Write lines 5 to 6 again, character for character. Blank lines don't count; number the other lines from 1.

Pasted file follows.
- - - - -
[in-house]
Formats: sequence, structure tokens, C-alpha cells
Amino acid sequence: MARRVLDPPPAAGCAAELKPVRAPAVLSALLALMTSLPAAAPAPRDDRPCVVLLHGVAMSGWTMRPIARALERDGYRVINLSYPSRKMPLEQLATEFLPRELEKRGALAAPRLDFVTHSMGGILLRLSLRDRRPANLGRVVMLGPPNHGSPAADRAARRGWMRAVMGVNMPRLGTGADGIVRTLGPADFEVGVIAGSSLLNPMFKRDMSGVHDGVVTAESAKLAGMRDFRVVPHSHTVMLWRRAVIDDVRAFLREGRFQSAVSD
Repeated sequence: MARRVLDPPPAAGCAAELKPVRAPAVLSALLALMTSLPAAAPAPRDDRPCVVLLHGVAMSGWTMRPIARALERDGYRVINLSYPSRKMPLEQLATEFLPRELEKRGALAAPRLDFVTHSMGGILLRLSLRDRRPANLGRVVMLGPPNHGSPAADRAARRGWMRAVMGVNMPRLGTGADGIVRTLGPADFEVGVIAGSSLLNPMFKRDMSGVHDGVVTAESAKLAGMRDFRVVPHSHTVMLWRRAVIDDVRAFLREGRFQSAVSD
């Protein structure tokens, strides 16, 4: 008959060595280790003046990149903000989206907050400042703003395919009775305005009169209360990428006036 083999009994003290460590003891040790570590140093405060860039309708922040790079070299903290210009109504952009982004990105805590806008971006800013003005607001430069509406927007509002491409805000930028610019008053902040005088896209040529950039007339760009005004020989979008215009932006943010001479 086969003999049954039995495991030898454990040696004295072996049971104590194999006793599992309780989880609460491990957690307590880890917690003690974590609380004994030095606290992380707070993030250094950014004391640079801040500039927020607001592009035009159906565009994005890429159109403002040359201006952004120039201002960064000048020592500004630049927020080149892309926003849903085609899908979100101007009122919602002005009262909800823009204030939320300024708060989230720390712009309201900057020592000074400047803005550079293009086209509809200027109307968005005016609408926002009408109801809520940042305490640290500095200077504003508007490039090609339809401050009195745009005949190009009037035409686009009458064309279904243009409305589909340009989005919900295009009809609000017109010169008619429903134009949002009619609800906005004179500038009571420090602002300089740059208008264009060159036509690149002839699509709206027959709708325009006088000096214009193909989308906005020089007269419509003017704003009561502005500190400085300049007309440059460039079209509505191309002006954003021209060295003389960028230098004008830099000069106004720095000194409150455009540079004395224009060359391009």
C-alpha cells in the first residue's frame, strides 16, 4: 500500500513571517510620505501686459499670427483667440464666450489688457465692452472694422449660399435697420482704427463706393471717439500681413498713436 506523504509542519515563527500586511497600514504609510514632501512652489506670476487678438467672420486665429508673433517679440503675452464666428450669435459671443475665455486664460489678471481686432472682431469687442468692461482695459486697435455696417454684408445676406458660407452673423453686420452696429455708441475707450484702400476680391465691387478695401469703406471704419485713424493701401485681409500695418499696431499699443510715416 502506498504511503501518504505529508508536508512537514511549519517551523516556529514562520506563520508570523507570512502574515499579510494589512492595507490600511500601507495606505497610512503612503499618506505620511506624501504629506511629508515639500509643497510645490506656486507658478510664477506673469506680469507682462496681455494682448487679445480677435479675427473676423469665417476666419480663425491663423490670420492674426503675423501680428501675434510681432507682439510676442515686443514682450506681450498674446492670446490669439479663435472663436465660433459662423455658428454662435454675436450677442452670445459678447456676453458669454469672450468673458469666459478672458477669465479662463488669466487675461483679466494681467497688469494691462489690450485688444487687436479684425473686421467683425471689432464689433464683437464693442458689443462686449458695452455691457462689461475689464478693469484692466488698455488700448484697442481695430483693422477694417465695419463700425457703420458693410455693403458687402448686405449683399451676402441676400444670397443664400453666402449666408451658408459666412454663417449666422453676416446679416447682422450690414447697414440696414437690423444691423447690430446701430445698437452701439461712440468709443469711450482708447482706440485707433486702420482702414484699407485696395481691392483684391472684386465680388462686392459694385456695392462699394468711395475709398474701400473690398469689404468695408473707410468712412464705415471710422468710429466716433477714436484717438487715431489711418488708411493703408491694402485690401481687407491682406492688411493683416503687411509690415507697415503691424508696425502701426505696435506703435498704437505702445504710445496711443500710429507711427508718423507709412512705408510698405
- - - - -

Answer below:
């Protein structure tokens, strides 16, 4: 008959060595280790003046990149903000989206907050400042703003395919009775305005009169209360990428006036 083999009994003290460590003891040790570590140093405060860039309708922040790079070299903290210009109504952009982004990105805590806008971006800013003005607001430069509406927007509002491409805000930028610019008053902040005088896209040529950039007339760009005004020989979008215009932006943010001479 086969003999049954039995495991030898454990040696004295072996049971104590194999006793599992309780989880609460491990957690307590880890917690003690974590609380004994030095606290992380707070993030250094950014004391640079801040500039927020607001592009035009159906565009994005890429159109403002040359201006952004120039201002960064000048020592500004630049927020080149892309926003849903085609899908979100101007009122919602002005009262909800823009204030939320300024708060989230720390712009309201900057020592000074400047803005550079293009086209509809200027109307968005005016609408926002009408109801809520940042305490640290500095200077504003508007490039090609339809401050009195745009005949190009009037035409686009009458064309279904243009409305589909340009989005919900295009009809609000017109010169008619429903134009949002009619609800906005004179500038009571420090602002300089740059208008264009060159036509690149002839699509709206027959709708325009006088000096214009193909989308906005020089007269419509003017704003009561502005500190400085300049007309440059460039079209509505191309002006954003021209060295003389960028230098004008830099000069106004720095000194409150455009540079004395224009060359391009």
C-alpha cells in the first residue's frame, strides 16, 4: 500500500513571517510620505501686459499670427483667440464666450489688457465692452472694422449660399435697420482704427463706393471717439500681413498713436 506523504509542519515563527500586511497600514504609510514632501512652489506670476487678438467672420486665429508673433517679440503675452464666428450669435459671443475665455486664460489678471481686432472682431469687442468692461482695459486697435455696417454684408445676406458660407452673423453686420452696429455708441475707450484702400476680391465691387478695401469703406471704419485713424493701401485681409500695418499696431499699443510715416 502506498504511503501518504505529508508536508512537514511549519517551523516556529514562520506563520508570523507570512502574515499579510494589512492595507490600511500601507495606505497610512503612503499618506505620511506624501504629506511629508515639500509643497510645490506656486507658478510664477506673469506680469507682462496681455494682448487679445480677435479675427473676423469665417476666419480663425491663423490670420492674426503675423501680428501675434510681432507682439510676442515686443514682450506681450498674446492670446490669439479663435472663436465660433459662423455658428454662435454675436450677442452670445459678447456676453458669454469672450468673458469666459478672458477669465479662463488669466487675461483679466494681467497688469494691462489690450485688444487687436479684425473686421467683425471689432464689433464683437464693442458689443462686449458695452455691457462689461475689464478693469484692466488698455488700448484697442481695430483693422477694417465695419463700425457703420458693410455693403458687402448686405449683399451676402441676400444670397443664400453666402449666408451658408459666412454663417449666422453676416446679416447682422450690414447697414440696414437690423444691423447690430446701430445698437452701439461712440468709443469711450482708447482706440485707433486702420482702414484699407485696395481691392483684391472684386465680388462686392459694385456695392462699394468711395475709398474701400473690398469689404468695408473707410468712412464705415471710422468710429466716433477714436484717438487715431489711418488708411493703408491694402485690401481687407491682406492688411493683416503687411509690415507697415503691424508696425502701426505696435506703435498704437505702445504710445496711443500710429507711427508718423507709412512705408510698405